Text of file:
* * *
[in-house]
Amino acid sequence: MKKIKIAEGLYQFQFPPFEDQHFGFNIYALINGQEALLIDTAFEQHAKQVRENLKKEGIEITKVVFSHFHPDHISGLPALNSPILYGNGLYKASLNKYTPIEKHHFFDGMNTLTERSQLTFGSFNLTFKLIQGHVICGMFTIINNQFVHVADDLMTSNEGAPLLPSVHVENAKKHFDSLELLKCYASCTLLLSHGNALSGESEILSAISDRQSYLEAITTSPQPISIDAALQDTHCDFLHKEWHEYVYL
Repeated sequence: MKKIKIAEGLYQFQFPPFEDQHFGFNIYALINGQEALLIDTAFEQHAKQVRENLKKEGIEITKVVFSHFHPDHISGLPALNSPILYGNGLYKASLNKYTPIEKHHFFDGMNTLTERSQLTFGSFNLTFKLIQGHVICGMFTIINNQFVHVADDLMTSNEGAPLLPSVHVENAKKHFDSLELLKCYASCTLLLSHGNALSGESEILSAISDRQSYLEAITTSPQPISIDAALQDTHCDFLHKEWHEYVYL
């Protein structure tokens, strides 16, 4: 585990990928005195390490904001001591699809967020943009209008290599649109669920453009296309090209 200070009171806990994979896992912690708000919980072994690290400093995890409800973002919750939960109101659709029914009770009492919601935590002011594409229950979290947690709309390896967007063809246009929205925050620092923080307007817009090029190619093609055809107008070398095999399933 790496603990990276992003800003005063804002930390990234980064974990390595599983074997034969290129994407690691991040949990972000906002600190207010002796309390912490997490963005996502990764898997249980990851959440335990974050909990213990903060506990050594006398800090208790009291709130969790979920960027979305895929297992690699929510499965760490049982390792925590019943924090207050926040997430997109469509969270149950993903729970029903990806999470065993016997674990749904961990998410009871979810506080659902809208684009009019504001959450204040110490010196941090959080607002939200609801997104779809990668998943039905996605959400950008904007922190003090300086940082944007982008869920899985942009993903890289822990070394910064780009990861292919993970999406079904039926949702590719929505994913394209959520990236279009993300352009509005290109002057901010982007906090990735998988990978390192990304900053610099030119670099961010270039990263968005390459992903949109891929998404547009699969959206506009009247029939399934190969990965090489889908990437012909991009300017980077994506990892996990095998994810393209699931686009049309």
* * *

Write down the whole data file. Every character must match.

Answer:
[in-house]
Amino acid sequence: MKKIKIAEGLYQFQFPPFEDQHFGFNIYALINGQEALLIDTAFEQHAKQVRENLKKEGIEITKVVFSHFHPDHISGLPALNSPILYGNGLYKASLNKYTPIEKHHFFDGMNTLTERSQLTFGSFNLTFKLIQGHVICGMFTIINNQFVHVADDLMTSNEGAPLLPSVHVENAKKHFDSLELLKCYASCTLLLSHGNALSGESEILSAISDRQSYLEAITTSPQPISIDAALQDTHCDFLHKEWHEYVYL
Repeated sequence: MKKIKIAEGLYQFQFPPFEDQHFGFNIYALINGQEALLIDTAFEQHAKQVRENLKKEGIEITKVVFSHFHPDHISGLPALNSPILYGNGLYKASLNKYTPIEKHHFFDGMNTLTERSQLTFGSFNLTFKLIQGHVICGMFTIINNQFVHVADDLMTSNEGAPLLPSVHVENAKKHFDSLELLKCYASCTLLLSHGNALSGESEILSAISDRQSYLEAITTSPQPISIDAALQDTHCDFLHKEWHEYVYL
């Protein structure tokens, strides 16, 4: 585990990928005195390490904001001591699809967020943009209008290599649109669920453009296309090209 200070009171806990994979896992912690708000919980072994690290400093995890409800973002919750939960109101659709029914009770009492919601935590002011594409229950979290947690709309390896967007063809246009929205925050620092923080307007817009090029190619093609055809107008070398095999399933 790496603990990276992003800003005063804002930390990234980064974990390595599983074997034969290129994407690691991040949990972000906002600190207010002796309390912490997490963005996502990764898997249980990851959440335990974050909990213990903060506990050594006398800090208790009291709130969790979920960027979305895929297992690699929510499965760490049982390792925590019943924090207050926040997430997109469509969270149950993903729970029903990806999470065993016997674990749904961990998410009871979810506080659902809208684009009019504001959450204040110490010196941090959080607002939200609801997104779809990668998943039905996605959400950008904007922190003090300086940082944007982008869920899985942009993903890289822990070394910064780009990861292919993970999406079904039926949702590719929505994913394209959520990236279009993300352009509005290109002057901010982007906090990735998988990978390192990304900053610099030119670099961010270039990263968005390459992903949109891929998404547009699969959206506009009247029939399934190969990965090489889908990437012909991009300017980077994506990892996990095998994810393209699931686009049309």